immediate source being from a small fishpond on the estate.
The firemen made strenuous efforts to overtake the already
serious advance made by the fire, but the flames had made such headway that one
wing of the mansion was very soon destroyed.
All available help was used to rescue furniture and valuables
from inside, and these were carried out onto the lawn.
The fire was eventually brought under control around
midnight. The firemen had successfully saved the south and west fronts, but the
east wing, consisting of the servants’ quarters, had been lost.
It was later thought that a carelessly thrown peace
celebration firework was responsible for the fire.
Although there were no casualties amongst its residents, a Grimsby fireman, Albert Barrcroft, was killed when he was pinned beneath half a ton of falling debris, and one of his colleagues, William Watkins, injured by the fire.
In the aftermath, Lord Heneage contributed £500 towards the support
of the dead fireman’s widow and children, the Grimsby Fire Brigade Committee
stating that £1,100 was available to the dependants. As a sequel to the fire,
it later decided to insure its firemen against fatal accidents .
Lord Heneage died in 1922, and by remarkable misfortune the mansion was to catch fire again in July 1924.
The outbreak was discovered in a suite of bedrooms by a maid-servant,
probably caused by fused electrical wiring, and the estate fire appliances
(that had been brought up to date since the fire of 1919) set to work. Unfortunately,
they were inadequate to cope with the flames, and by the time the Lincoln Fire
Brigade arrived an hour later the building was once again a mass of flames.
On this occasion, the new Lord Heneage, George Edward
Heneage (1866-1954), was away at the Lincolnshire Show, a guest of Lord
Yarborough, and returned immediately.
People from all over the district, attracted by clouds of
dense smoke, arrived to render assistance in once again rescuing priceless art
treasures and antique furniture and piling them high on the lawn. Lord Heneage,
accompanied by his cousin, Lieut-Col A.P. Heneage, superintended the collection
The damage was reported to run at ‘something like’ £25,000,
the whole of the principal rooms completely gutted, and the ceiling of the
drawing-room destroyed by water. An attempt to remove valuable books from the
library had been abandoned because the roof had started to fall in, and molten
lead was dripping from above. Ironically, the books were later found to be
undamaged. Even though the library itself was saturated, the heavily recessed
bookcases had saved most of the collection.
The dining-room had escaped damage but not so the Adam
ceiling in the drawing-room where cracks had appeared in the delicate white and
The priceless collection of family portraits, going back to
the sixteenth century, had suffered not so much from the fire itself, but as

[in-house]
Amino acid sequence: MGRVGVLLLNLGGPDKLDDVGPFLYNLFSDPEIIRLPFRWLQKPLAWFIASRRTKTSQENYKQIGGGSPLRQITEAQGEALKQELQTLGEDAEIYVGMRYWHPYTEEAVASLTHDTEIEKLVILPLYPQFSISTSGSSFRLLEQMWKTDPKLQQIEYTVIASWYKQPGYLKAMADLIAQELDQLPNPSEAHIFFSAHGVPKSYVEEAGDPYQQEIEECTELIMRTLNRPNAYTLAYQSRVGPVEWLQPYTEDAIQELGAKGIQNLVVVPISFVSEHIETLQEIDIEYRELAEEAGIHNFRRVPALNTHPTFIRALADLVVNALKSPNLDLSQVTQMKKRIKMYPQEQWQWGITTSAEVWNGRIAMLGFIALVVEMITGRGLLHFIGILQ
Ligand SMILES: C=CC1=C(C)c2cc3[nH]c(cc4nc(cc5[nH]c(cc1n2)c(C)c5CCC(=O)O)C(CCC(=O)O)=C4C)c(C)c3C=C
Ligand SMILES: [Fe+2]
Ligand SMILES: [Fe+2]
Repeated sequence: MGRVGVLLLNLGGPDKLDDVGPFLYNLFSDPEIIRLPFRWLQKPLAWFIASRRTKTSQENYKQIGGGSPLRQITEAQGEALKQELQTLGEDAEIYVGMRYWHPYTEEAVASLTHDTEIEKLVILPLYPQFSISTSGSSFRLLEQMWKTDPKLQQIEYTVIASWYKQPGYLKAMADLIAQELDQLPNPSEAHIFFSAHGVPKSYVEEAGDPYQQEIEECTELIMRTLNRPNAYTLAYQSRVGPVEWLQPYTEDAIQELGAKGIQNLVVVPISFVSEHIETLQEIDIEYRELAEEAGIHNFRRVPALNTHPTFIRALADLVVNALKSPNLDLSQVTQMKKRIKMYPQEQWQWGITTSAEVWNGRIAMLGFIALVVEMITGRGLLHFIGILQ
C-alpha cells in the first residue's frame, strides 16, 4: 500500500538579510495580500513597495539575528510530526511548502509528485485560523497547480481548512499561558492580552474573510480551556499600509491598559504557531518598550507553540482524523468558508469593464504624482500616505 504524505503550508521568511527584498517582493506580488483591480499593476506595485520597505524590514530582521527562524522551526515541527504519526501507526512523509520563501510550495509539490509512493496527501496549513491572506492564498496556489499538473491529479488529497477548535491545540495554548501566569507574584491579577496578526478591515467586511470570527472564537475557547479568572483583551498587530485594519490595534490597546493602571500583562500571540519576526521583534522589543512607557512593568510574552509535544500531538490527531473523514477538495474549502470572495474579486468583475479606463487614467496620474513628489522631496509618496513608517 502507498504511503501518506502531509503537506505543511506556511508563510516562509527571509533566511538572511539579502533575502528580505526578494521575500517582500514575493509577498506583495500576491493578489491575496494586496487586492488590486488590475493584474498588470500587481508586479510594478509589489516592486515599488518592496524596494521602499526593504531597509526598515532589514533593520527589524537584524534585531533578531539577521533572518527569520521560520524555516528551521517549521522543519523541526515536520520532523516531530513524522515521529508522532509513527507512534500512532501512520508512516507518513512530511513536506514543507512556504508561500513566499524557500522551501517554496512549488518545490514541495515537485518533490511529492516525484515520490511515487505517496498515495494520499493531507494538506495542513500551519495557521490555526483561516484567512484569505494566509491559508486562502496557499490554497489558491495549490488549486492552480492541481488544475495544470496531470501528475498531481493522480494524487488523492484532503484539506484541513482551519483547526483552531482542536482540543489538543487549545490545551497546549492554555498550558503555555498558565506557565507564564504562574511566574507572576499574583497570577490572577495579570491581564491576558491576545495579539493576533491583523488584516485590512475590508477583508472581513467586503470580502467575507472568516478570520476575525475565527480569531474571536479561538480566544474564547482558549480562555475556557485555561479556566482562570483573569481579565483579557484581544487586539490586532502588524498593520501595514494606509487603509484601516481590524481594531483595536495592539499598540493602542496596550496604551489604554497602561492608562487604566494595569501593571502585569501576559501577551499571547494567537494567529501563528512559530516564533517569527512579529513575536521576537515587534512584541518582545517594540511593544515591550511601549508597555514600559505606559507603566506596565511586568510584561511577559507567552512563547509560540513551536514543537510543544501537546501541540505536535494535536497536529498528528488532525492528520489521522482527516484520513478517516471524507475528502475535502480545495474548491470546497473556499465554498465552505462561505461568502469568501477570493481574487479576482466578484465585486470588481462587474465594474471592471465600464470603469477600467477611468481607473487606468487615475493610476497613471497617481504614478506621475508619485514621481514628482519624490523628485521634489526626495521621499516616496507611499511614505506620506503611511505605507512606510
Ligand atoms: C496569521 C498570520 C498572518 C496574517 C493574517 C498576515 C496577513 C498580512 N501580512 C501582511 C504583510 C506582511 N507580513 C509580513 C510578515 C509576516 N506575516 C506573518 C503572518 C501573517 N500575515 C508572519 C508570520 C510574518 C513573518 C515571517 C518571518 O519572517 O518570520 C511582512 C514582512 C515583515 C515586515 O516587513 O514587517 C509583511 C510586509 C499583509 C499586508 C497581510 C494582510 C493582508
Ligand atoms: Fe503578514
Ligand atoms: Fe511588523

from moisture and the hasty way in which the pictures were carried to the lawn.
Many were mottled by damp and others scratched or marked. A picture of Lord
Heneage’s grandfather, presented by the tenantry in 1855, had a hole right
through the canvas.
In a bizarre set of circumstances, sightseers flooded from
all over the county to gain a glimpse of the hall, and for two days Lord
Heneage threw the grounds open.
When the second Lord Heneage died in 1954 the estate passed to the nine-year-old James Neil Heneage from another branch of the family. During his minority the trustees demolished the east wing in 1956 and removed the top storey of the central block (even though it had been listed in 1952).
In 1957 parts of the estate in Legsby, Barkwith, Torrington and Willingham were sold off largely to pay death duties.
When James Heneage came of age and inherited the estate, he commissioned the architect W. H. Hemmings to rebalance the external appearance of the Hall, the work being completed in 1975.
From the archives. January 1926. Haddon Hall had been unoccupied for nearly one hundred and fifty years. The new Duke of Rutland made it his duty to restore the old house and make it habitable again.
It was stated in the press that Haddon Hall, in Derbyshire, one of the most interesting and attractive manorial residences in England, was going to be closed to the public, who had long enjoyed the privilege of visiting it.
Its owner, the Duke of Rutland, whose ancestor, the third Duke, had been its last tenant about a hundred and fifty years before, was preparing it for occupation.
It was from Haddon Hall that the famous elopement of Dorothy Vernon and John Manners, the second son of the first Earl of Rutland, took place. To the betrothal of the pair Dorothy’s father, Sir George Vernon, the owner of the Hall and of many other manors and lordships, was opposed; but one night while dancing by a large party of guests was proceeding in the ballroom, Dorothy slipped out to meet her lover, with whom she rode off to Leicester, where they were married next day.
Dorothy was co-heiress of her father, and by the marriage Haddon Hall fell to the Manners family, of which her grandson, on succeeding as eighth Earl of Rutland, became the head. Dorothy’s name was preserved in Dorothy’s Garden, Dorothy’s Walk, Dorothy’s Door (through which she escaped on the night of the elopement), and Dorothy’s Steps (where she met her lover in readiness with horses for the flight).
The restoration of Haddon Hall got underway during the early years of the twentieth century. The 9th Duke of Rutland and his team began to find small everyday objects, lost or thrown away, evocative of the lives of the past occupants. The Duke recognised the importance of these finds and established a museum at Haddon Hall in which to display them.